Right before the conclusion of the hearing, the Democrats opposed to Thomas managed to dig up a couple former Thomas employees who agreed to testify their boss had acted inappropriately with them.  During pre-hearing interviews, they proved to be very weak witnesses with flawed stories.  Biden knew they would be ripped apart during cross-examination and that would further strengthen Thomas' claim of a "high tech lynching."  So Biden cut a deal to read into the record their accusations, with Republicans having no opportunity to cross-examine the testimony.   Biden's maneuver was smart. It gave the Democrats the best chance to defeat Thomas.  Yet while running for President he was unjustifiably vilified by his Democratic opponents and the left wing media for supposedly mishandling the Thomas hearing and ensuring his confirmation.

Today, Hill and Ford are considered to be liberal heroes - women victims who stood up to powerful men.  My guess is Reade won't be treated withthe same adulation.

The Reade allegation is highly unlikely to derail the Biden candidacy especially since the former vice President is up against an opponent who has not one, but nearly two dozen women who have accused him of sexual assault.  But hopefully it will shed some light on the hypocrisy in how these types of allegations are handled.   If you are a conservative Republican, you are presumed guilty.  If you're a liberal Democrat, you are assumed to be not guilty.

Professor Eddie Glaude, Jr. of Princeton University, a frequent MSNBC commentator, attempted to make a distinction between Biden and Kavanaugh.  He said Biden has treated Reade and her accusation with respect while Kavanaugh was dismissive of his accuser  So Glaude believes Biden is innocent, while he considered Kavanaugh guilty the very minute he was accused by Ford.  No evidence was needed for that.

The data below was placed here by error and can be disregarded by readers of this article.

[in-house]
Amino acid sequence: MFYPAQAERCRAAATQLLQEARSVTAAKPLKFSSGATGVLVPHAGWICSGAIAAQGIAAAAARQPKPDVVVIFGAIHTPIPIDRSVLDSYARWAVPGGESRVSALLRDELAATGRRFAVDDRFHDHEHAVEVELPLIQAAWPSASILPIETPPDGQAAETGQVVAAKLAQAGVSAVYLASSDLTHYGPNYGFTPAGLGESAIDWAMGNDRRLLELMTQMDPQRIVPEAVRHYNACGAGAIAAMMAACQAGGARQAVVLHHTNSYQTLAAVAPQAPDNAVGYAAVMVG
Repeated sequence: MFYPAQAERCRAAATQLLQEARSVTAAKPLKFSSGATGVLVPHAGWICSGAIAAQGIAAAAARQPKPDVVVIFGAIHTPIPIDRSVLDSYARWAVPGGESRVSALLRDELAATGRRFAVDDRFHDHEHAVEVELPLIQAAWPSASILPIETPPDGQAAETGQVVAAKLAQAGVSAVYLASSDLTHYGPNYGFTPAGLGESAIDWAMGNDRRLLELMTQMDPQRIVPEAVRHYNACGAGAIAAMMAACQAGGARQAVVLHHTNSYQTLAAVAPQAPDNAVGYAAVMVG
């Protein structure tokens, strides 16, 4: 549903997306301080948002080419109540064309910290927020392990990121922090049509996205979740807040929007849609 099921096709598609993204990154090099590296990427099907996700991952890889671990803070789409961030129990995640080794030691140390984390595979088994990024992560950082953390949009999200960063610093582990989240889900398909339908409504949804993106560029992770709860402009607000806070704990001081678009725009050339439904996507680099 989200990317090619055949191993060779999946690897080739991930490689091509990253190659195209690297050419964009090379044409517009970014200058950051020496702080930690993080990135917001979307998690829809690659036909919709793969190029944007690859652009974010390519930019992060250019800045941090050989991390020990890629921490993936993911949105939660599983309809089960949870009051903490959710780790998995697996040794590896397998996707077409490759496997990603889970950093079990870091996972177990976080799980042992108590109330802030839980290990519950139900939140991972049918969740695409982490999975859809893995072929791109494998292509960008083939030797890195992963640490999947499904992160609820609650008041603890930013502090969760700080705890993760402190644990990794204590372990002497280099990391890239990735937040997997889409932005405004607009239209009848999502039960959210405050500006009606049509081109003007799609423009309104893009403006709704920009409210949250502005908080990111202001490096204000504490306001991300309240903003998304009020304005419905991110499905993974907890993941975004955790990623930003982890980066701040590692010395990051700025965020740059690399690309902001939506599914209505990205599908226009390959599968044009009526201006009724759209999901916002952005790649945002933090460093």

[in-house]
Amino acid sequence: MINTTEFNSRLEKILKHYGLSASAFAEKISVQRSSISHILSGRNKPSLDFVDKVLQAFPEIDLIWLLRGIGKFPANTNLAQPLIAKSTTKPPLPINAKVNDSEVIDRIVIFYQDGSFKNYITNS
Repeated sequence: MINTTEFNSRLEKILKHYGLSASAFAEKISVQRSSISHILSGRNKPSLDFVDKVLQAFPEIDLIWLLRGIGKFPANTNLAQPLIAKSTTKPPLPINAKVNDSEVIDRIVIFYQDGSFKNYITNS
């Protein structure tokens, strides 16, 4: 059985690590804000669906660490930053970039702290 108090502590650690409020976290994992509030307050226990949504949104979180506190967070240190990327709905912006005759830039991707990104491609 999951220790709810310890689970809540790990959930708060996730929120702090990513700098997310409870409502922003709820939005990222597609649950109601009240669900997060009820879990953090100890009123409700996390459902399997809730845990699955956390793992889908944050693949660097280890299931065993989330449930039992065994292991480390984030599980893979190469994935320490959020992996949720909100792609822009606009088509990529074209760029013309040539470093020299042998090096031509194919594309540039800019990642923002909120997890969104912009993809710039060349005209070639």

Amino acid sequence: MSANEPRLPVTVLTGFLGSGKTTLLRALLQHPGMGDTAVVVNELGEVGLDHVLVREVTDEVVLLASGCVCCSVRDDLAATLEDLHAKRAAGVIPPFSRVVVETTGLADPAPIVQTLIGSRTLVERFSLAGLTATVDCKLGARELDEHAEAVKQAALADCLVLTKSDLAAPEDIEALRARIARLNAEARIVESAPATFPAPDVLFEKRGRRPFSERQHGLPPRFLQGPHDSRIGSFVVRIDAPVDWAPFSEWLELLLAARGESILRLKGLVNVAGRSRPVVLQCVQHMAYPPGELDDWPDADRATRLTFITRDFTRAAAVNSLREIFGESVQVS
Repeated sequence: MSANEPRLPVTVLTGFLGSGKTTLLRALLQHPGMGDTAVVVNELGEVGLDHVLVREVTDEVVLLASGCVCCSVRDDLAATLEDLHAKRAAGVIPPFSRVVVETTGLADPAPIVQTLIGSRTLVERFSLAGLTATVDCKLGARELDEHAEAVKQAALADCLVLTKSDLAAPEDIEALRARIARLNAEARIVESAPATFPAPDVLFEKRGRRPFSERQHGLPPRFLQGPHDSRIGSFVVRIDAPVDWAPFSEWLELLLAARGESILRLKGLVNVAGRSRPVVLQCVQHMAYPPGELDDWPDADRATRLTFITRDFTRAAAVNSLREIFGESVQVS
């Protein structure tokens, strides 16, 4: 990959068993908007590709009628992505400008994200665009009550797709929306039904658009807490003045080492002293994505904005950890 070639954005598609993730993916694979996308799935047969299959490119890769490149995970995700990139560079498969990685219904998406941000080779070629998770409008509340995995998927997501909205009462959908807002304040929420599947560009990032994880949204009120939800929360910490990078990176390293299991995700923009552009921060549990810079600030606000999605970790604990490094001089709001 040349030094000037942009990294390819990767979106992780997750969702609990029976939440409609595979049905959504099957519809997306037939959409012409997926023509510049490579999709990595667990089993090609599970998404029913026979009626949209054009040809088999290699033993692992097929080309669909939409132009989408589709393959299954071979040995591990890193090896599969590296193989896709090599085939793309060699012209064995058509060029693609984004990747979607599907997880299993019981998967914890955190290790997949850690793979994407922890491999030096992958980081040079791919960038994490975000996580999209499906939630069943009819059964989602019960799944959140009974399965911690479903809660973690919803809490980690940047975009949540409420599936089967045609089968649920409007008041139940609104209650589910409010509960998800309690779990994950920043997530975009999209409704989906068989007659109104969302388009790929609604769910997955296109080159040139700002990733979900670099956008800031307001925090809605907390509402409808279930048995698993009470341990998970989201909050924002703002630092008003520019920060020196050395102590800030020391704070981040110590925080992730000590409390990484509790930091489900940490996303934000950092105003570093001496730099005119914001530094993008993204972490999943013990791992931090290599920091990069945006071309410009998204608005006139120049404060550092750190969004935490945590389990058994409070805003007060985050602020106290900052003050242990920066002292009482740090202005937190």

The approach Glaude takes is absurd.  I'm sorry, but if you know a person is making a false claim of sexual assault against you, trying to destroy your reputation and career, you do not have any obligation to treat her or the false allegation with "respect."  You should be outraged.   A false accusation of sexual assault is not only defamatory, it may well be a crime to make such an accusation.  Since when do we demand a crime victim treat the person who committed the crime with respect?

Nonetheless, the assertion that the #MeToo movement is about treating the accuser and her allegation with "respect." is pure revisionism.  The #MeToo movement was about believing the women and assuming men are guilty when accused.  In Biden and Kavanaugh's case, their burden under #MeToo is to overcome the assumption of their guilty by proving a sexual assault which supposedly happened decades earlier did not happen.   That is nearly an impossible burden.

We need to get over the nonsense that just because a sexual harassment or sexual assault accusation is not deemed as proven means the female accuser is not believed.  If the act is not proven that does not mean the accused is innocent and the accuser was lying.  It means that fundamental fairness dictates that we do not require someone who is accused of misconduct, to prove a negative, i.e. that the act did not take place.

The #MeToo movement should be applauded for playing an important role in encouraging women to not be afraid to make accusations of misconduct even against powerful men.   The #MeToo movement should not be applauded though when it is used a tool to undermine the due process and fundamental fairness to which anyone accused of misconduct is entitled.